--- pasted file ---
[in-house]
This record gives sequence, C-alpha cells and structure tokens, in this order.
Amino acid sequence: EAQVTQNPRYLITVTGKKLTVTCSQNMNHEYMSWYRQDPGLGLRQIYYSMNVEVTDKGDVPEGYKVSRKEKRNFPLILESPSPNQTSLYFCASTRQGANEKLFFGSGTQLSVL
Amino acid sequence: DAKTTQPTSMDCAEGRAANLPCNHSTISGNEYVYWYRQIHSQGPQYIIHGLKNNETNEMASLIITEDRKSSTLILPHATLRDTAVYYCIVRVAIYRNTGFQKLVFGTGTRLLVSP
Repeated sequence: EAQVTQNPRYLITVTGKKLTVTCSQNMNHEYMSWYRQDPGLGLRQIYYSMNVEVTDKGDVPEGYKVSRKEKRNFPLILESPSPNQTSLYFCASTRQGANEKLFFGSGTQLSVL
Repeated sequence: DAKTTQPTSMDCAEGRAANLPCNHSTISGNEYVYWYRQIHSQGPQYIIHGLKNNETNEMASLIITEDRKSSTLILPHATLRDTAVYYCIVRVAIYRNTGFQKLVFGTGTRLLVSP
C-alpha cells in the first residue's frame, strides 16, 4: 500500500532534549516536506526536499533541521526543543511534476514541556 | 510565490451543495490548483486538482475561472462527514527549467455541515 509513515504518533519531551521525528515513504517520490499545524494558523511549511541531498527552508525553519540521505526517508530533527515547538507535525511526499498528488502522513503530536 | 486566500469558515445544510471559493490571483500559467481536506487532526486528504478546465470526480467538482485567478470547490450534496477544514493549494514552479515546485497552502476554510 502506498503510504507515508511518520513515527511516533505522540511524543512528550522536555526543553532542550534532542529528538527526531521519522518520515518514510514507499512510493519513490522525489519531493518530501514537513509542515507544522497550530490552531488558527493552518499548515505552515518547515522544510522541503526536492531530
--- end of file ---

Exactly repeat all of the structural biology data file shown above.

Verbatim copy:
[in-house]
This record gives sequence, C-alpha cells and structure tokens, in this order.
Amino acid sequence: EAQVTQNPRYLITVTGKKLTVTCSQNMNHEYMSWYRQDPGLGLRQIYYSMNVEVTDKGDVPEGYKVSRKEKRNFPLILESPSPNQTSLYFCASTRQGANEKLFFGSGTQLSVL
Amino acid sequence: DAKTTQPTSMDCAEGRAANLPCNHSTISGNEYVYWYRQIHSQGPQYIIHGLKNNETNEMASLIITEDRKSSTLILPHATLRDTAVYYCIVRVAIYRNTGFQKLVFGTGTRLLVSP
Repeated sequence: EAQVTQNPRYLITVTGKKLTVTCSQNMNHEYMSWYRQDPGLGLRQIYYSMNVEVTDKGDVPEGYKVSRKEKRNFPLILESPSPNQTSLYFCASTRQGANEKLFFGSGTQLSVL
Repeated sequence: DAKTTQPTSMDCAEGRAANLPCNHSTISGNEYVYWYRQIHSQGPQYIIHGLKNNETNEMASLIITEDRKSSTLILPHATLRDTAVYYCIVRVAIYRNTGFQKLVFGTGTRLLVSP
C-alpha cells in the first residue's frame, strides 16, 4: 500500500532534549516536506526536499533541521526543543511534476514541556 | 510565490451543495490548483486538482475561472462527514527549467455541515 509513515504518533519531551521525528515513504517520490499545524494558523511549511541531498527552508525553519540521505526517508530533527515547538507535525511526499498528488502522513503530536 | 486566500469558515445544510471559493490571483500559467481536506487532526486528504478546465470526480467538482485567478470547490450534496477544514493549494514552479515546485497552502476554510 502506498503510504507515508511518520513515527511516533505522540511524543512528550522536555526543553532542550534532542529528538527526531521519522518520515518514510514507499512510493519513490522525489519531493518530501514537513509542515507544522497550530490552531488558527493552518499548515505552515518547515522544510522541503526536492531530